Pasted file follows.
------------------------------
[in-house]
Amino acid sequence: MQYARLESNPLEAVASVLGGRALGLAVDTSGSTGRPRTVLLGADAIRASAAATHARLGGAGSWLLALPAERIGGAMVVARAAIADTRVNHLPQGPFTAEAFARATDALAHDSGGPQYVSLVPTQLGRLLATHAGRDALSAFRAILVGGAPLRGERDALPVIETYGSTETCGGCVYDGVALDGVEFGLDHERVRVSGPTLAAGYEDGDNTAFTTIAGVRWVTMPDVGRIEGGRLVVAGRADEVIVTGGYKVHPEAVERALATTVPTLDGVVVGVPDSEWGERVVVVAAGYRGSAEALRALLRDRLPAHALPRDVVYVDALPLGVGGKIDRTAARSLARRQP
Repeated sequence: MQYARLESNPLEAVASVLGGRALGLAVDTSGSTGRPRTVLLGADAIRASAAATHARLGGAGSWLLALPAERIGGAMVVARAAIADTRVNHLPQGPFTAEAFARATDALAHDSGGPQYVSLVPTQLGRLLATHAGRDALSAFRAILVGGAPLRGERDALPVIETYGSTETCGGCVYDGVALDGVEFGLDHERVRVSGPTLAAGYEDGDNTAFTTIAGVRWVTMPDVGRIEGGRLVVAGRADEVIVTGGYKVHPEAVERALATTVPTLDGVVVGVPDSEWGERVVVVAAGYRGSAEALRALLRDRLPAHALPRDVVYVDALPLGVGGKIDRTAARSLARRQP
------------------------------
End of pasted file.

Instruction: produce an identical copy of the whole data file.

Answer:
[in-house]
Amino acid sequence: MQYARLESNPLEAVASVLGGRALGLAVDTSGSTGRPRTVLLGADAIRASAAATHARLGGAGSWLLALPAERIGGAMVVARAAIADTRVNHLPQGPFTAEAFARATDALAHDSGGPQYVSLVPTQLGRLLATHAGRDALSAFRAILVGGAPLRGERDALPVIETYGSTETCGGCVYDGVALDGVEFGLDHERVRVSGPTLAAGYEDGDNTAFTTIAGVRWVTMPDVGRIEGGRLVVAGRADEVIVTGGYKVHPEAVERALATTVPTLDGVVVGVPDSEWGERVVVVAAGYRGSAEALRALLRDRLPAHALPRDVVYVDALPLGVGGKIDRTAARSLARRQP
Repeated sequence: MQYARLESNPLEAVASVLGGRALGLAVDTSGSTGRPRTVLLGADAIRASAAATHARLGGAGSWLLALPAERIGGAMVVARAAIADTRVNHLPQGPFTAEAFARATDALAHDSGGPQYVSLVPTQLGRLLATHAGRDALSAFRAILVGGAPLRGERDALPVIETYGSTETCGGCVYDGVALDGVEFGLDHERVRVSGPTLAAGYEDGDNTAFTTIAGVRWVTMPDVGRIEGGRLVVAGRADEVIVTGGYKVHPEAVERALATTVPTLDGVVVGVPDSEWGERVVVVAAGYRGSAEALRALLRDRLPAHALPRDVVYVDALPLGVGGKIDRTAARSLARRQP